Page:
Newsmaker of the Year: 2018 was the year our changing climate became impossible to ignore in South Carolina

‘Extreme’ hurricanes, floods took their toll across our state as Charleston became ground zero for the threats of climate change

This year, coastal erosion accelerated. Record tidal floods swamped miles of shoreline. Flooding was catastrophic from Hurricane Florence, and the storm almost became the most powerful hurricane ever to make landfall in South Carolina.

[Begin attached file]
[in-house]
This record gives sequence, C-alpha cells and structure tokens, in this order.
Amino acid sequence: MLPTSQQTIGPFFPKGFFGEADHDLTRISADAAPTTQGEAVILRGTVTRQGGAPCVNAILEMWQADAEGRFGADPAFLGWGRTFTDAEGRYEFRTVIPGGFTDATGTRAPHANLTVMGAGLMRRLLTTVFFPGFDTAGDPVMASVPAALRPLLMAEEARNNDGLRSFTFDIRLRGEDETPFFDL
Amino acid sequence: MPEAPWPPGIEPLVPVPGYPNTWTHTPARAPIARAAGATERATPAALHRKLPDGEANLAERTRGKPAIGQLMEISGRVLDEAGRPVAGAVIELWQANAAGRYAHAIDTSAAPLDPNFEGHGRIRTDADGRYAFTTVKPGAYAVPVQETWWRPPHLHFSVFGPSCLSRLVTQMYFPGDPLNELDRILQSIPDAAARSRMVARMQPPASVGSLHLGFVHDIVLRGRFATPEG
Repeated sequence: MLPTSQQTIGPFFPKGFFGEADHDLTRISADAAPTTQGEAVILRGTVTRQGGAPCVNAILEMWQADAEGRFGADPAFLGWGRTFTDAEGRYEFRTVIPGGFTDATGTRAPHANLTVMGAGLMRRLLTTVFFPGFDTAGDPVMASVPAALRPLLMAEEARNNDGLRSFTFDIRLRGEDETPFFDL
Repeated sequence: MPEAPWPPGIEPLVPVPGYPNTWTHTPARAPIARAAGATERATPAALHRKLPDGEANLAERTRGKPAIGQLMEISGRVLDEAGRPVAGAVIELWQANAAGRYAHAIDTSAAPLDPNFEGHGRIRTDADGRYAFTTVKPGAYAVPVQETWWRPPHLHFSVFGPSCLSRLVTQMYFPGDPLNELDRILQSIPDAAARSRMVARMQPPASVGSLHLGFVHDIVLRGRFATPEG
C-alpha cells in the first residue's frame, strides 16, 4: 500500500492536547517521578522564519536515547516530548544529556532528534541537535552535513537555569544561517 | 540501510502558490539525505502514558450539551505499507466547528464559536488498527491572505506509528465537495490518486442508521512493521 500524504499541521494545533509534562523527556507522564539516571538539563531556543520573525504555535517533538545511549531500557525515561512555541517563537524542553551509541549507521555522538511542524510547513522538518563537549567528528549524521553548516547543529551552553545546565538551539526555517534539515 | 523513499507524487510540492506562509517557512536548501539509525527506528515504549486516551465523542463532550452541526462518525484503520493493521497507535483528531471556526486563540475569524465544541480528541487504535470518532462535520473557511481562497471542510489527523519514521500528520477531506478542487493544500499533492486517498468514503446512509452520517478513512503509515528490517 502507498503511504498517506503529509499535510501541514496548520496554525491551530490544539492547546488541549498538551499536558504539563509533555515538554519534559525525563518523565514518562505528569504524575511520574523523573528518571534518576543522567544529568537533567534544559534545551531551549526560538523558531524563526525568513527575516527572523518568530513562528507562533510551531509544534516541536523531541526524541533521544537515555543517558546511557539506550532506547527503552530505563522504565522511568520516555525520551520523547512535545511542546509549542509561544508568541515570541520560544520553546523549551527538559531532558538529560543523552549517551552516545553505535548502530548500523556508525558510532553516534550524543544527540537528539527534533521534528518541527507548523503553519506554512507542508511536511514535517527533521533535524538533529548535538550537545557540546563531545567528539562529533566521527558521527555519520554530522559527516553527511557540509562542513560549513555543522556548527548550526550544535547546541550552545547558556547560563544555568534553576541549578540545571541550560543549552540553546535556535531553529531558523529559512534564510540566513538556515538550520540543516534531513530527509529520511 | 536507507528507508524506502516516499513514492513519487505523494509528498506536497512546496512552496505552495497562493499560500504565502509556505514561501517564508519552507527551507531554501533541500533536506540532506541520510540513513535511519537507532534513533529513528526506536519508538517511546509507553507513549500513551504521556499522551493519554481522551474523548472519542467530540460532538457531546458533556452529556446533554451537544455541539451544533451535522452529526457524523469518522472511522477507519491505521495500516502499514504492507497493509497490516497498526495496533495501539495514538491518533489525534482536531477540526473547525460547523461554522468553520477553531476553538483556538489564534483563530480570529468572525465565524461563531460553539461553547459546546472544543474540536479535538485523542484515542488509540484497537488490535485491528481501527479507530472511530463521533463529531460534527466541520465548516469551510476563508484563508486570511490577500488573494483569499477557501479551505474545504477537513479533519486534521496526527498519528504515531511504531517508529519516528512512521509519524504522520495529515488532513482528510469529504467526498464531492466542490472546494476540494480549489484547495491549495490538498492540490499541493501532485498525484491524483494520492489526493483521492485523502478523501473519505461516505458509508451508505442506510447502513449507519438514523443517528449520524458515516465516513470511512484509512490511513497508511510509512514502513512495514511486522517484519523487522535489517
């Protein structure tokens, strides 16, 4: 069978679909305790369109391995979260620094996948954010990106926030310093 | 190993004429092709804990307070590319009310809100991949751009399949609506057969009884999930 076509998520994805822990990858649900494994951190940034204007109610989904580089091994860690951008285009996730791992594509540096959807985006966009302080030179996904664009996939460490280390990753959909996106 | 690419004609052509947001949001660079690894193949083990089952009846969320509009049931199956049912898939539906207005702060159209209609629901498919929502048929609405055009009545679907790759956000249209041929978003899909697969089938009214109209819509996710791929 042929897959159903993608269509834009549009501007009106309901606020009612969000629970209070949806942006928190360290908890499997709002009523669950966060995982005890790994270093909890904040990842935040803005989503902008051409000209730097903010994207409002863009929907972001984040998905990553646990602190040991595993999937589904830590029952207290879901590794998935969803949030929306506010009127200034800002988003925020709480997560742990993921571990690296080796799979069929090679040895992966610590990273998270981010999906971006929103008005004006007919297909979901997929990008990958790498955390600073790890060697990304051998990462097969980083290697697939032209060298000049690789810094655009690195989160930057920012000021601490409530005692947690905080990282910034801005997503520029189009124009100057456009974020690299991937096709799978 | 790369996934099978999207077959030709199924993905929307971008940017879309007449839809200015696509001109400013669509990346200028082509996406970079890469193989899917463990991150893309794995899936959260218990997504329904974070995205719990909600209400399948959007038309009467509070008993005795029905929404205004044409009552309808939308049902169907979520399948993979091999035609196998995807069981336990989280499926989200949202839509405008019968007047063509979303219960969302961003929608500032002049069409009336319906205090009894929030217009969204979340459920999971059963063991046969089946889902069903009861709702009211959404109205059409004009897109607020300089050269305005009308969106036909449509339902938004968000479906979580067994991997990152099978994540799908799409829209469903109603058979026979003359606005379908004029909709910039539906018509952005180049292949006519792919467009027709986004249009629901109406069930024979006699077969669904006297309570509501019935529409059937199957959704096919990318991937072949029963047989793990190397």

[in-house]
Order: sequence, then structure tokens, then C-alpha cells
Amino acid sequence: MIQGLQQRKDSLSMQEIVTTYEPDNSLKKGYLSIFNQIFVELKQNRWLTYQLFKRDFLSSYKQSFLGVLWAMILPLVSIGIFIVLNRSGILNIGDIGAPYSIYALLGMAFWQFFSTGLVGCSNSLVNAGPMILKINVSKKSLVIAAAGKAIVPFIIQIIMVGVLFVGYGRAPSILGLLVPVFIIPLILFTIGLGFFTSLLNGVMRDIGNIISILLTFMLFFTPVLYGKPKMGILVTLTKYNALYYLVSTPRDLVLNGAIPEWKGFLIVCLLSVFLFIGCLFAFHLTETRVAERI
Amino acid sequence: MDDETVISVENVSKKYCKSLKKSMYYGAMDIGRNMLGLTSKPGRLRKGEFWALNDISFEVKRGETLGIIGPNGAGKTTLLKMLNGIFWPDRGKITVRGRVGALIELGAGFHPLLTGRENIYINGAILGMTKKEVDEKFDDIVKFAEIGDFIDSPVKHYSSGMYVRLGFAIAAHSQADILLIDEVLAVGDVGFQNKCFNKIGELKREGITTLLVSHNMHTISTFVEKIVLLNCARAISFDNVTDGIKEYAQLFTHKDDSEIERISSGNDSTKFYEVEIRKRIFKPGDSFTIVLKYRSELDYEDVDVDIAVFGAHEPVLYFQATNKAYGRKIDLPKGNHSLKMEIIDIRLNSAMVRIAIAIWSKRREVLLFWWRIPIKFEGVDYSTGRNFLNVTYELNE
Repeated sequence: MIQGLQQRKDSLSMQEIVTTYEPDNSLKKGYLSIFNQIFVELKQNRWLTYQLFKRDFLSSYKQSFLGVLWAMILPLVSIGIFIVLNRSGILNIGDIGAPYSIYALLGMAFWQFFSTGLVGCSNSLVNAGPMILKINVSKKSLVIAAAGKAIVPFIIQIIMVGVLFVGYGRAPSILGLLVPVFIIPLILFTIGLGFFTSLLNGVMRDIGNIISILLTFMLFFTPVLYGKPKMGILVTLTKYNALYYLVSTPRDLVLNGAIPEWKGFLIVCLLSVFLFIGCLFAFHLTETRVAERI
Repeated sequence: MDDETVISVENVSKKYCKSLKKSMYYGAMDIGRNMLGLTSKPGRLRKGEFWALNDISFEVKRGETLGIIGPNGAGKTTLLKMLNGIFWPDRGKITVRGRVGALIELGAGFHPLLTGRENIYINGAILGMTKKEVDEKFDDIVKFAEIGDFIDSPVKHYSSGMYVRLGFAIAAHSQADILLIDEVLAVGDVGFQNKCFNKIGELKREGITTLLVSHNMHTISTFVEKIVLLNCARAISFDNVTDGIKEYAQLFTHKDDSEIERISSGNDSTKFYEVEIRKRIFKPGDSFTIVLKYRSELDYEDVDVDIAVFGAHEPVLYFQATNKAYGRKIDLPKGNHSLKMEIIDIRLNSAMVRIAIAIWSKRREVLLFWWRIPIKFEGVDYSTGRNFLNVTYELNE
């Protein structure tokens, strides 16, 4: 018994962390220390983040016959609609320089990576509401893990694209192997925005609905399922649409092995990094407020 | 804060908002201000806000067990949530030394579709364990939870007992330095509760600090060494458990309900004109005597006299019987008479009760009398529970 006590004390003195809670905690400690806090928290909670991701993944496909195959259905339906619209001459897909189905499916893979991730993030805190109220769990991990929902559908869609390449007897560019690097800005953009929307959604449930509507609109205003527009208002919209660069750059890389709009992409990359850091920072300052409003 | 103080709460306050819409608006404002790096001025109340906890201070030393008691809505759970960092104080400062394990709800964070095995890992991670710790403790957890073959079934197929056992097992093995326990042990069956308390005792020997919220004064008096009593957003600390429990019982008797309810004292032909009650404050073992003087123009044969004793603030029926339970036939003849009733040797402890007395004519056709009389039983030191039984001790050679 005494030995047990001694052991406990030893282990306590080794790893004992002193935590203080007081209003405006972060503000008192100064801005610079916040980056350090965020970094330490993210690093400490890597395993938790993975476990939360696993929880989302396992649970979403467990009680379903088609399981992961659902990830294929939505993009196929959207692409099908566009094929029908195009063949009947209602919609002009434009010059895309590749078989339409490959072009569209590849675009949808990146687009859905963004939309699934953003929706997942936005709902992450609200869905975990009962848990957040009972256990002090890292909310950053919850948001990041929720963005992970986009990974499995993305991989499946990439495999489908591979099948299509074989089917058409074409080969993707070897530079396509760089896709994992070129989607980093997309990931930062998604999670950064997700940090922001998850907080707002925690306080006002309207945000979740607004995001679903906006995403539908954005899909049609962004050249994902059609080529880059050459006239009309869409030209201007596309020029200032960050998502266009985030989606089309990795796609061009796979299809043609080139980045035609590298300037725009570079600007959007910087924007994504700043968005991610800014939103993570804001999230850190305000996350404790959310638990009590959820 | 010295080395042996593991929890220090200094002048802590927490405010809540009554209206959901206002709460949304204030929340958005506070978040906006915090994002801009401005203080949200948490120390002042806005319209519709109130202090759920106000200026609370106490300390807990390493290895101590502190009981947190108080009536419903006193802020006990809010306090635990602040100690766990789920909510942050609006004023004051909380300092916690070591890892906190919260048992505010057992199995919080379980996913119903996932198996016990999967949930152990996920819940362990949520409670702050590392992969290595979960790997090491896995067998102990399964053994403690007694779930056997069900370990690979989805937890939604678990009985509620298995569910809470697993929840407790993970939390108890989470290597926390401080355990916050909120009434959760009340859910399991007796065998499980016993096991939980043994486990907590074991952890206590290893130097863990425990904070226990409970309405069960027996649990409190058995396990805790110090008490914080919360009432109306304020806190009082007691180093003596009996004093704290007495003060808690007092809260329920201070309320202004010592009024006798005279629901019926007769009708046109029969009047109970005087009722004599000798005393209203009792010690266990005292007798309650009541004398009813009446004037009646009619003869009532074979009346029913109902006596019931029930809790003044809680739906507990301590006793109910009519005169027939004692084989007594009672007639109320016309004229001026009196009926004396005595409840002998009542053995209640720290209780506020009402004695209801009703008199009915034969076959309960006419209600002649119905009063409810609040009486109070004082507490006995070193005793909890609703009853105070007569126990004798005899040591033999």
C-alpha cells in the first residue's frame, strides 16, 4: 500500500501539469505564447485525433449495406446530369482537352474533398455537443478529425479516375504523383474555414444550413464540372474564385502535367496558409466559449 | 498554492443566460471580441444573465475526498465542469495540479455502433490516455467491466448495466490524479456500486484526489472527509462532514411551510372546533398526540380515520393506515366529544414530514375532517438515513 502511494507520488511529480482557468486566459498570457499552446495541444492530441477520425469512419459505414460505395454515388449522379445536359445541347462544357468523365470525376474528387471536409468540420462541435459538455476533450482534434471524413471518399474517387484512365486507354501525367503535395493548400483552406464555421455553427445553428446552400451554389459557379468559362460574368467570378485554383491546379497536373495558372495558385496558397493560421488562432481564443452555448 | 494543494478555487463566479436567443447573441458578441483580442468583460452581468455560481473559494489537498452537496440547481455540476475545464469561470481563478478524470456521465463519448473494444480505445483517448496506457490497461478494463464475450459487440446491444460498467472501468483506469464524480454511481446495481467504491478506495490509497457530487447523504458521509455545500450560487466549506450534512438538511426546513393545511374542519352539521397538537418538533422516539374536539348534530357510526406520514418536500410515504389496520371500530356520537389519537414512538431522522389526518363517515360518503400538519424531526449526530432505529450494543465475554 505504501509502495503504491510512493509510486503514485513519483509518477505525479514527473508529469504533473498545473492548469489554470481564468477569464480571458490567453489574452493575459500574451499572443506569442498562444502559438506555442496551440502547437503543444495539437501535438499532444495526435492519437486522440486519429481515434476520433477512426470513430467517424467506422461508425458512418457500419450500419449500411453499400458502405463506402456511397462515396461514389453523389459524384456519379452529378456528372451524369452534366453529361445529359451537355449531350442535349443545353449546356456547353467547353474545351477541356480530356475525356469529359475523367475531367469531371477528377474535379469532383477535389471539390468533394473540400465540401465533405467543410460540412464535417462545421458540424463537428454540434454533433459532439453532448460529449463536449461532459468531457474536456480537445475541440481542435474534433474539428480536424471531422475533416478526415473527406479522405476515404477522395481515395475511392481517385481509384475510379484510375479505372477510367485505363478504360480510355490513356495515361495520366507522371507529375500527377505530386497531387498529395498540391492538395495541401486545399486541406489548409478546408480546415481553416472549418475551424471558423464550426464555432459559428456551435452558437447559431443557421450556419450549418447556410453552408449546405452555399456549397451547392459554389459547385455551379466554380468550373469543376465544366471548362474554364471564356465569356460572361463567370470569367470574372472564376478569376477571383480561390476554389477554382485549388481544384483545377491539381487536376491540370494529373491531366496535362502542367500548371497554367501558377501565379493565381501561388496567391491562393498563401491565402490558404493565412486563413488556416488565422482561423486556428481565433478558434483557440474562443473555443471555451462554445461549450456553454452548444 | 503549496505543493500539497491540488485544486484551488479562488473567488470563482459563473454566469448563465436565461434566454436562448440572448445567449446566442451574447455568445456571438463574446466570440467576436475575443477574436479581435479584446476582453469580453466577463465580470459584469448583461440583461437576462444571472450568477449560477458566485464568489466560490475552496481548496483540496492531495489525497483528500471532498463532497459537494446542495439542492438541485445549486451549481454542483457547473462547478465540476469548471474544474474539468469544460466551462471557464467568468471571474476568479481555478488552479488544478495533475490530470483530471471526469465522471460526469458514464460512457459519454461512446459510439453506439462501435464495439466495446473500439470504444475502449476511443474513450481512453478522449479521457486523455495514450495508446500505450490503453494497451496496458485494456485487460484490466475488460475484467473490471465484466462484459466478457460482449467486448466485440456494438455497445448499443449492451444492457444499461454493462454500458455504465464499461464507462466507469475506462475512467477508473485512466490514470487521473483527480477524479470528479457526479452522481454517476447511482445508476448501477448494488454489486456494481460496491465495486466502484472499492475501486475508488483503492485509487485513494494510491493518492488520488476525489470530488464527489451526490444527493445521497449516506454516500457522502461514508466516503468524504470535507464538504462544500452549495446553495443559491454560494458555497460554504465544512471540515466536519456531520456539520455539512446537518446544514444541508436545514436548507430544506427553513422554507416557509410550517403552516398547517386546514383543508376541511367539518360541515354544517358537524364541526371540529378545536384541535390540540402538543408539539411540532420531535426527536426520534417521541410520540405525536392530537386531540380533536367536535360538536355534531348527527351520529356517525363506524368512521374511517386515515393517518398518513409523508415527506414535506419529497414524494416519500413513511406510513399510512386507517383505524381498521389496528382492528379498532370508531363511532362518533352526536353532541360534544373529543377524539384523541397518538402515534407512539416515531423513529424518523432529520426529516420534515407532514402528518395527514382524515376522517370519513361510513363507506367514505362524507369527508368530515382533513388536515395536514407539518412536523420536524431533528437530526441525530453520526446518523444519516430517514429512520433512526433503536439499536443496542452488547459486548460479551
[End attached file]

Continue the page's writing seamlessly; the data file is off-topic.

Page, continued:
Climate records are being broken with increasing frequency as air and seas warm. It’s become the new norm, researchers say. The ultimate costs will be exorbitant.

And Charleston is quickly becoming Ground Zero for the threats. In response, the city is taking the lead among coastal communities in the state and region to try to prepare — not so surprising for a place facing 180 days per year of tidal flooding by 2045, according to federal estimates.

Only 24 tides have topped 8 feet in Charleston Harbor during the past century without tropical storm influence. Three of them arrived in the past month.

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